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I Am Alfonso Jones
Contributor(s): Medina, Tony, Robinson, Stacey (Illustrator), Jennings, John (Illustrator), Stevenson, Bryan (Foreward By)
ISBN: 1620142635     ISBN-13: 9781620142639
Publisher: Tu Books
    OUR PRICE: $17.06  
Product Type: Paperback
Published: October 2017
Annotation: The Hate U Give meets The Lovely Bones in this unflinching graphic novel about the afterlife of a young man killed by an off-duty police officer, co-illustrated by New York Times bestselling artist John Jennings.
Additional Information
Library of Congress Subjects:
Graphic novels.
Police shootings; Fiction.
Death; Fiction.
Dewey: 741.5/973
LCCN: 2017014950
Academic/Grade Level: Grade 7-9, Age 12-14
Book type: Juvenile Fiction
Physical Information: 9.00" H x 6.00" W x 0.75" (0.78 lbs) 167 pages
Descriptions, Reviews, Etc.

Reviewed by Horn Book Guide Reviews (Horn Book Guide Reviews 2018 Fall)
In the afterlife, African American fifteen-year-old Alfonso meets "Ancestors" who, like him, were killed by white police officers. Medina's emotional narrative starts tightly, with the illustrators' black-and-white visuals zoomed in closely on a single spiraling bullet; the story expands, exploring Alfonso's life and bringing his death and those that survive him steadily into view. This emotional graphic novel avoids contrived solutions and false senses of closure. Copyright 2018 Horn Book Guide Reviews.

Reviewed by Horn Book Magazine Reviews (Horn Book Magazine Reviews 2018 #2)
Early in this emotional graphic novel, fifteen-year-old Alfonso Jones (who is black) is shot and killed by a white off-duty police officer while shopping for a suit to wear to his exonerated father's release from prison. The community and national outcries are tumultuous and devastatingly familiar as Alfonso's family and friends demand justice: "No justice…no peace!" Protesters chant those words; communities eviscerated by police violence and enraged anew by Alfonso's murder chant them. But alongside them, tucked into a subway train in the afterlife, Alfonso hears the same words said by his fellow passengers—"Ancestors" whose lives were also taken by police officers and who cannot now find rest. Medina's textual narrative starts tightly with black-and-white visuals that follow suit, zoomed in closely on a single spiraling bullet. And from there it expands, exploring Alfonso's bright, short life and bringing his death and those that survive him steadily into view to confront the repercussions of white supremacy. No contrived solutions or false sense of closure disrupt the narrative's expanding path as it touches on related issues of poverty and mass incarceration. An appended author's note, information about "The Real-Life Ancestors of This Book" (e.g., Eleanor Bumpurs, Amadou Diallo), and an "Ancestors Wall" listing the names, ages, and dates and places of death bring readers back to the real-life victims of police violence and leave them with a concluding call to action. anastasia m. collins Copyright 2018 Horn Book Magazine Reviews.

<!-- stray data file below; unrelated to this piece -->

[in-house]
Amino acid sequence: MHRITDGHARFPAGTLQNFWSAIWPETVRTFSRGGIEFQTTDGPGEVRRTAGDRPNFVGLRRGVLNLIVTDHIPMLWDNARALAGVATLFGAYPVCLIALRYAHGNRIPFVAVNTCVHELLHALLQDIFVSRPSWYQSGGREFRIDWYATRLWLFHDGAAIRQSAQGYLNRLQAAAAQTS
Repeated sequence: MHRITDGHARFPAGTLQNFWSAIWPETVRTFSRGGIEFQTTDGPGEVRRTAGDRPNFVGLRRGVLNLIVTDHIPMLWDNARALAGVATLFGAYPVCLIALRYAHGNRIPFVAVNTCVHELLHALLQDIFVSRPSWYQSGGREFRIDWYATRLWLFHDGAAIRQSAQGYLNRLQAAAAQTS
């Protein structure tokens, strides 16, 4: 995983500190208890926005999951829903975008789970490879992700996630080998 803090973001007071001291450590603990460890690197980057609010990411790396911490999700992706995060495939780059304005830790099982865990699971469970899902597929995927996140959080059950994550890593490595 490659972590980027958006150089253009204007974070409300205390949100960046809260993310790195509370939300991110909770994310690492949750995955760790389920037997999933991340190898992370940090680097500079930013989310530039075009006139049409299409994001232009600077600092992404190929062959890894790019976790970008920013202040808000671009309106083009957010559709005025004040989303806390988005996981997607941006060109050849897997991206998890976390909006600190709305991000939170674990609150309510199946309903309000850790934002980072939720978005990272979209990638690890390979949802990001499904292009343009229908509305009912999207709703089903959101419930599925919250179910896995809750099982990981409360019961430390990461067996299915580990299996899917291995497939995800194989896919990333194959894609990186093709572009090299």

Reviewed by Publishers Weekly Reviews (PW Reviews 2017 October #1)

Readers might feel that Harlem high school student Alfonso Jones is almost too good: he studies hard and always returns from his bike messenger rounds promptly so his mother doesn't worry. But when he goes downtown with his crush to buy a new suit, a cop mistakes the clothes hanger he's holding for a gun and kills him. Readers who wondered at Alfonso's saintliness now watch as the media and justice system rush to vilify him. Alfonso, meanwhile, finds himself on a ghost train with his ancestors, other victims of police killings who share his agony and offer comfort. Enlivened by high-voltage sequential artwork from Robinson and Jennings, Medina (I and I Bob Marley) takes on a host of difficult questions. A hip-hop Hamlet created in Alfonso's English class frames his experience as ghostly murder victim. Alfonso's father, incarcerated for years, has just been exonerated; his triumphant return was the occasion for the suit purchase. At the story's heart is Alfonso's mother's plea: if the officer's school had taught him more about the world, she mourns, he might have seen Alfonso "as a teenager... as an American, as a human." Ages 12–up. (Oct.)

Copyright 2017 Publishers Weekly.

Reviewed by School Library Journal Reviews (SLJ Reviews 2017 October)

Gr 9 Up—Alfonso Jones loves to play trumpet and is thinking of trying out for his class's hip hop—themed Hamlet. On a shopping trip with his crush Danetta, the African American teen, who is looking for his first suit to wear in celebration of his father's release from jail, is shot by a white off-duty cop who incorrectly assumes the suit hanger is a gun. The rest of the graphic novel jumps among Alfonso's past, the aftermath of the shooting, and his experience on a possibly never-ending train ride with other victims of police violence, including Amadou Diallo as his guide. Medina's juggling of the three threads isn't always graceful, but the variation of Robinson and Jennings's panels and design pushes the narrative forward. A teacher's dialogue with Alfonso's classmates is illuminating and realistic. The outrage and grief are palpable, and the black-and-white illustrations enforce the gut-punching pull of each character's journey. And as Alfonso meets the historical figures who preceded him, readers will understand the systemic racism that underlies these violent cases. VERDICT A brutally honest and bleak but necessary selection for all graphic novel collections.—Shelley M. Diaz, School Library Journal

Copyright 2017 School Library Journal.